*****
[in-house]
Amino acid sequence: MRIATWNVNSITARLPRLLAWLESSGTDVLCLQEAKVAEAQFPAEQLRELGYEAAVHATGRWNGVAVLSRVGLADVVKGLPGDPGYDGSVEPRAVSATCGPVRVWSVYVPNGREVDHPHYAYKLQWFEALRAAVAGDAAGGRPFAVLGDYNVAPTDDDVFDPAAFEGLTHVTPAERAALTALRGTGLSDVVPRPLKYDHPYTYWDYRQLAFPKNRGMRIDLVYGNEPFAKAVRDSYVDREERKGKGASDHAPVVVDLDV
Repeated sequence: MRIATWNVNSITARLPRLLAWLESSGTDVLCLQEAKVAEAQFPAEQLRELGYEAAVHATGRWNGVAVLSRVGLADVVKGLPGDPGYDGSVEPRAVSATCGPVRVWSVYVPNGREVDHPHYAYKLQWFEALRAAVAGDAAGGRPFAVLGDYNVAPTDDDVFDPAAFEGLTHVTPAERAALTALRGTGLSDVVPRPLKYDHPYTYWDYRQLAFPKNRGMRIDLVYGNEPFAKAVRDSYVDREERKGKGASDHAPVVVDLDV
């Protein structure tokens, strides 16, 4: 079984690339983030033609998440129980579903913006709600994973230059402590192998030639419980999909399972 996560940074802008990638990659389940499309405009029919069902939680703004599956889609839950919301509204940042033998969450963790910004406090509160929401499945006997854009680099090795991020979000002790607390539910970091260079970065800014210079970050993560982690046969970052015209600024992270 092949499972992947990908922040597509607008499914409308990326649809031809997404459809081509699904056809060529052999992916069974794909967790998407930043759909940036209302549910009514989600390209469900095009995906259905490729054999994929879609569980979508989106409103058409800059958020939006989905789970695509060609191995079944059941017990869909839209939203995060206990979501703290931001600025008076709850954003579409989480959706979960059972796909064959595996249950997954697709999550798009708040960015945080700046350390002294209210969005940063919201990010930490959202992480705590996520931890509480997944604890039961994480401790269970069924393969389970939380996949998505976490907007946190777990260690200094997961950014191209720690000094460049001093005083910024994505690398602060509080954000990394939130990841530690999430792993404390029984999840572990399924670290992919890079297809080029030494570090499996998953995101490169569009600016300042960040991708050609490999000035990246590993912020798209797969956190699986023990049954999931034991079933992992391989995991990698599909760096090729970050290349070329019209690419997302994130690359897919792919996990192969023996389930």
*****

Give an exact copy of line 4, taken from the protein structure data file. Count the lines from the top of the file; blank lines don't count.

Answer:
């Protein structure tokens, strides 16, 4: 079984690339983030033609998440129980579903913006709600994973230059402590192998030639419980999909399972 996560940074802008990638990659389940499309405009029919069902939680703004599956889609839950919301509204940042033998969450963790910004406090509160929401499945006997854009680099090795991020979000002790607390539910970091260079970065800014210079970050993560982690046969970052015209600024992270 092949499972992947990908922040597509607008499914409308990326649809031809997404459809081509699904056809060529052999992916069974794909967790998407930043759909940036209302549910009514989600390209469900095009995906259905490729054999994929879609569980979508989106409103058409800059958020939006989905789970695509060609191995079944059941017990869909839209939203995060206990979501703290931001600025008076709850954003579409989480959706979960059972796909064959595996249950997954697709999550798009708040960015945080700046350390002294209210969005940063919201990010930490959202992480705590996520931890509480997944604890039961994480401790269970069924393969389970939380996949998505976490907007946190777990260690200094997961950014191209720690000094460049001093005083910024994505690398602060509080954000990394939130990841530690999430792993404390029984999840572990399924670290992919890079297809080029030494570090499996998953995101490169569009600016300042960040991708050609490999000035990246590993912020798209797969956190699986023990049954999931034991079933992992391989995991990698599909760096090729970050290349070329019209690419997302994130690359897919792919996990192969023996389930």